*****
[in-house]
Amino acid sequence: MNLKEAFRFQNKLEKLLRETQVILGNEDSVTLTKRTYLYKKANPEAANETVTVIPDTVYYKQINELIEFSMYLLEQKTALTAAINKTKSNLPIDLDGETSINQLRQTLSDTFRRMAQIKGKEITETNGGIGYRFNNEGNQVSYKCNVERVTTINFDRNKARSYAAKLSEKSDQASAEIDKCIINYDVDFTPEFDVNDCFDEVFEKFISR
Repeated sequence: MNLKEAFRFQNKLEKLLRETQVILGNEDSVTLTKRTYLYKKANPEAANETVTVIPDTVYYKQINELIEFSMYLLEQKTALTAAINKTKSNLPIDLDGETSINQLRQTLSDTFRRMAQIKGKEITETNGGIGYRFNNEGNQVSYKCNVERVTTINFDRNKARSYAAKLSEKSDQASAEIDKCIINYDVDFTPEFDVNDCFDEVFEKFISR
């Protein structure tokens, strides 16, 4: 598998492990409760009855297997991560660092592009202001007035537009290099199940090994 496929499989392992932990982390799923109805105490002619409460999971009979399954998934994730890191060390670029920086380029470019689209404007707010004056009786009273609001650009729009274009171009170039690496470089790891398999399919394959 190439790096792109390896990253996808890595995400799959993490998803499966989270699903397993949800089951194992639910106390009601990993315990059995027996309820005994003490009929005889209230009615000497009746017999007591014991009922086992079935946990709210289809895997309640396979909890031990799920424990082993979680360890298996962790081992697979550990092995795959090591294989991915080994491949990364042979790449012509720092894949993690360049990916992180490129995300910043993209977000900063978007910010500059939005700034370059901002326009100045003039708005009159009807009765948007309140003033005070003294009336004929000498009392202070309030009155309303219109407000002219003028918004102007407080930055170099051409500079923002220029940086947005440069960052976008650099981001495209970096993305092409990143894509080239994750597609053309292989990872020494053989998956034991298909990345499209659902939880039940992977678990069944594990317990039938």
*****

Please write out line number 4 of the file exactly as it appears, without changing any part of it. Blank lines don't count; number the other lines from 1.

């Protein structure tokens, strides 16, 4: 598998492990409760009855297997991560660092592009202001007035537009290099199940090994 496929499989392992932990982390799923109805105490002619409460999971009979399954998934994730890191060390670029920086380029470019689209404007707010004056009786009273609001650009729009274009171009170039690496470089790891398999399919394959 190439790096792109390896990253996808890595995400799959993490998803499966989270699903397993949800089951194992639910106390009601990993315990059995027996309820005994003490009929005889209230009615000497009746017999007591014991009922086992079935946990709210289809895997309640396979909890031990799920424990082993979680360890298996962790081992697979550990092995795959090591294989991915080994491949990364042979790449012509720092894949993690360049990916992180490129995300910043993209977000900063978007910010500059939005700034370059901002326009100045003039708005009159009807009765948007309140003033005070003294009336004929000498009392202070309030009155309303219109407000002219003028918004102007407080930055170099051409500079923002220029940086947005440069960052976008650099981001495209970096993305092409990143894509080239994750597609053309292989990872020494053989998956034991298909990345499209659902939880039940992977678990069944594990317990039938």